For the case where $i\neq j$:

$\begin{array}{rcl} \frac{\delta{\frac{e^{x_{i}}} {\sum_{k=1}^N e^{x_{k}}}}}{\delta{x_{j}}}&=&\frac{0-e^{x_{j}}e^{x_{i}}}{\left[\sum_{k=1}^N e^{x_{k}}\right]^{2}}\\ &=&0-\frac{e^{x_{j}}}{\sum_{k=1}^N e^{x_{k}}}\dot{}\frac{e^{x_{i}}}{\sum_{k=1}^N e^{x_{k}}}\\ &=&0-\sigma(x_{j})\sigma(x_{i}) \end{array}$

Here are some examples of those function:

S = softmax_basic(x)

# where i = j
div = S[0] * (1 - S[0])
print("S[0] :", S[0], "div :", div)

div = S[1] * (1 - S[1])
print("S[1] :", S[1], "div :", div)

div = S[2] * (1 - S[2])
print("S[2] :", S[2], "div :", div)

# where i != j
div = 0 - (S[0] * S[1])
print("S[0] :", S[0], "S[1] :", S[1], "div :", div)

div = 0 - (S[1] * S[2])
print("S[1] :", S[1], "S[2] :", S[2], "div :", div)

div = 0 - (S[2] * S[3])
print("S[2] :", S[2], "S[3] :", S[3], "div :", div)

Here’s the output (yours may have different numbers):

S[0] : 0.16205870737014744 div : 0.13579568273566436
S[1] : 0.1530827392322831 div : 0.12964841418142392
S[2] : 0.22661095862407418 div : 0.1752584320555523
S[0] : 0.16205870737014744 S[1] : 0.1530827392322831 div : -0.024808390840665155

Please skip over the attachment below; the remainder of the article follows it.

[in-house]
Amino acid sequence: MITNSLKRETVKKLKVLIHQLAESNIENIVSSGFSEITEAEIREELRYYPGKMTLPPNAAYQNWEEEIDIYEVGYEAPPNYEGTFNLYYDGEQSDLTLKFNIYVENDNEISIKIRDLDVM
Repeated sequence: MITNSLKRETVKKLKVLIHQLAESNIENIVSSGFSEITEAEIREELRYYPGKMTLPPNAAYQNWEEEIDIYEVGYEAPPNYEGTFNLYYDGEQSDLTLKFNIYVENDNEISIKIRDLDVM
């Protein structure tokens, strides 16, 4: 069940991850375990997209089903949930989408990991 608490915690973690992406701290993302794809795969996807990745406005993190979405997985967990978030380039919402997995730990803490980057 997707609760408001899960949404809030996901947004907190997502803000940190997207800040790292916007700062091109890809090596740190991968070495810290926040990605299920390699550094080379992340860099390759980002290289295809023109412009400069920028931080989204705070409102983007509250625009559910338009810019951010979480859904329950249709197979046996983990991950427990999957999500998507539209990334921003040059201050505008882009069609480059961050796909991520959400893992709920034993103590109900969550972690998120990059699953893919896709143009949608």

S[1] : 0.1530827392322831 S[2] : 0.22661095862407418 div : -0.034690226286226845
S[2] : 0.22661095862407418 S[3] : 0.226342511074585 div : -0.051291693411991836

Let’s tidy up the formula a little so we can come up with a decent implementation in the code.

Looking at the case where $i=j$:

$\frac{\delta{S_{i}}}{\delta{x_{j}}}=\sigma(x_{j})(1-\sigma(x_{i}))\\ =\sigma(x_{j}) - \sigma(x_{j})\sigma(x_{i})$

And where $i\neq j$

$\frac{\delta{S_{i}}}{\delta{x_{j}}}=0-\sigma(x_{j})\sigma(x_{i})$

We can generalise that formula by calculating the Jacobian matrix. This matrix will look like this:

$\frac{\delta{S}}{\delta{x}} = \left [ \begin{array}{ccc} \frac{\delta{S_{1}}}{\delta{x_{1}}} & \ldots & \frac{\delta{S_{1}}}{\delta{x_{N}}} \\ \ldots & \frac{\delta{S_{i}}}{\delta{x_{j}}} & \ldots \\ \frac{\delta{S_{N}}}{\delta{x_{1}}} & \ldots & \frac{\delta{S_{N}}}{\delta{x_{N}}} \end{array} \right ]$

$\frac{\delta{S}}{\delta{x}} = \left [ \begin{array}{ccc} \sigma(x_{1}) - \sigma(x_{1})\sigma(x_{1}) & \ldots & 0-\sigma(x_{1})\sigma(x_{N}) \\ \ldots & \sigma(x_{j}) - \sigma(x_{j})\sigma(x_{i}) & \ldots \\ 0-\sigma(x_{N})\sigma(x_{1}) & \ldots & \sigma(x_{N}) - \sigma(x_{N})\sigma(x_{N}) \end{array} \right ]$

$\frac{\delta{S}}{\delta{x}} = \left [ \begin{array}{ccc} \sigma(x_{1}) & \ldots & 0 \\ \ldots & \sigma(x_{j}) & \ldots \\ 0 & \ldots & \sigma(x_{N})\end{array} \right ] - \left[ \begin{array}{ccc} \sigma(x_{1})\sigma(x_{1}) & \ldots & \sigma(x_{1})\sigma(x_{N}) \\ \ldots & \sigma(x_{j})\sigma(x_{i}) & \ldots \\ \sigma(x_{N})\sigma(x_{1}) & \ldots & \sigma(x_{N})\sigma(x_{N}) \end{array} \right ]$